STORSS, Conn. – R.J. Evans thinks about thing differently in regards to his basketball career than most other players.
Last spring when UConn's postseason fate was sealed and there was no postseason it was a mass exodus out of Storrs.
Alex Oriaki left to Missouri, Roscoe Smith went to UNLV, Michael Bradley transferred to somewhere in Tennessee while Andre Drummond and Jeremy Lamb took their act to the NBA.
Why wouldn't they? There was more playing time, riches and postseason opportunities elsewhere.
He did the opposite. Evans saw little playing time, a postseason ban and a team trending downward and he wanted in.
That's all you need to know about what the Salem, Conn. native Evans brings to the Huskies.
Evans is in his first and only year at UConn. He transferred as an immediately eligible graduate student and is taking a graduate degree in educational psychology after earning a degree from Holy Cross in Worcester, Mass. Basketball wasn't his main focus but he has quickly become the stabilizing force off the bench. The senior guard is experienced, knowledgeable and brings a competency that the Huskies sorely need.
Evans did just that on Tuesday scoring 11 points on 5 of 5 shooting in UConn's 67-49 win over Vermont.
Evans is the glue to the No. 23 ranked Huskies off the bench. He came to UConn after a stellar three years at Holy Cross where he started 88 of 96 career games and was the seventh all-time in starts in Crusaders history scoring over 1,200 points in his college career. He came to UConn not expecting a lick of playing time but has earned precious minutes as the catalyst off the bench. He plays wherever head coach Kevin Ollie needs him and after six points in 28 minutes in Friday's upset of then No. 14 Michigan State, scored 11 points grabbed three rebounds and added two steals to complement the effort over Vermont.
Ollie has raved about Evans' energy and intensity level and has come to rely on that off the bench early in the season.
“He's just a stabilizer, a guy that I can go to and I can look to to be consistent,” Ollie said. “I know what I'm going to get from R.J. Whether I play him 28 minutes against Michigan State or 17 today, I'm going to get intensity, I'm going to get him to play hard, I'm going to get him to play unselfishly.”
Evans may have been a three year starter at Holy Cross, but he has no qualms coming off the bench and filling a role.
“Whenever I go in I'm going to play my hardest,” Evans said. “Whatever I can do to help the team, I'm going to do it. I'm a team player, it doesn't matter if I go in and play two minutes or 30 minutes; I', going to play hard.”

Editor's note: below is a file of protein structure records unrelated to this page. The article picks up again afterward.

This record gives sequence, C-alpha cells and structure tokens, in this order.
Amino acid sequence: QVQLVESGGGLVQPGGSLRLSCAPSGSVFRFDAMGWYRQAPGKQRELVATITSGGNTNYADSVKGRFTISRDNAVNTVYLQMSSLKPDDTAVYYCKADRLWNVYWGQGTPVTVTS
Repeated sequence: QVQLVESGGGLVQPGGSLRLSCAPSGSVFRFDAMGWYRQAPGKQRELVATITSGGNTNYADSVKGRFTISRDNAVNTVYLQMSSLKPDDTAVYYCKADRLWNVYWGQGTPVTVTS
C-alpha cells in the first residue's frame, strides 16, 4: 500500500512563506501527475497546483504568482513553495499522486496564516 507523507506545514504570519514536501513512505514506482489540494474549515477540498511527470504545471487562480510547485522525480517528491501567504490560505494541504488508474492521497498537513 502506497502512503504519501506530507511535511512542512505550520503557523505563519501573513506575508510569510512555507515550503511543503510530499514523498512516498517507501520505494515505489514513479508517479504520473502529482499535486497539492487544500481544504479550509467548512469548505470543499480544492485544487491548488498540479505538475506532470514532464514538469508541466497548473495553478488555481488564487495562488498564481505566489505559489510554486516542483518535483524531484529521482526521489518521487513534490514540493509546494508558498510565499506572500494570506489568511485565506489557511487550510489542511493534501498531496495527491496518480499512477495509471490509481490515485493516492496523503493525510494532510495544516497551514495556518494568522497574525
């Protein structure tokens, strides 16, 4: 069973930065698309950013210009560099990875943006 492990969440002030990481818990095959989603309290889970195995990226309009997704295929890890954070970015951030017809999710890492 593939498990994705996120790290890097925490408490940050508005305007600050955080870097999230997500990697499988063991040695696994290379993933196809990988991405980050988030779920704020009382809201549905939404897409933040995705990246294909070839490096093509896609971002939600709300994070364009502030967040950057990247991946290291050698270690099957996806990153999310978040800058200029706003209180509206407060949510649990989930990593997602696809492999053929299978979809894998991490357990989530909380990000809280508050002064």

Evans is built like a fullback at 6-3 210-pounds with broad shoulders. His combination of size and quickness make him a sneaky player on offense and that's a trait he wants to pass off to the younger players. Evans' game is all about flow and there is little wasted effort or force in his game. Evans knows what he can do and when he can do it. That's his most important attribute.
“Oh yeah. One thing I have learned is you have to take what the defense gives you in the flow of the game instead of forcing it,” Evans said. “I feel like we did well today and no one was forcing shots. That 's what I learned over the years. I was a little erratic as a freshman. Now I pick my spots and I feel like I can bring that to this team.”
Picking his spots and playing within the flow of the game is the hardest part of learning to play college basketball. Evans has become sort of a tutor to some young Huskies. First among them is the talented Omar Calhoun, a flashy scoring guard out of New York City. Calhoun has a stellar opening to his career with a pair of 20 points games in exhibition play only to fall flat in Germany in his first career game with only two points.
Evans pulled Calhoun aside and talked to him about playing college basketball and the struggles. It worked against Vermont on Tuesday with Calhoun scoring 12 points and hitting the first two 3-point baskets of his career. More importantly, Calhoun had three rebounds and four steals and played solid defense in 32 minutes.
That kind of role is how Evans sees himself. He has started many games in his career and has a lot of minutes under his belt. That sort of experience is going to be invaluable to the Huskies this year.
“He's a grown man,” Ollie said. “He's been through this before and he's on the big stage now and I think he's relishing the moment. It's just his time to play.”
Evans is relishing his time playing for his home state team. He's also actively taking up the role of elder statesmen. It might be Evans first year at UConn, but he's as experienced a player in college basketball as there is in the nation.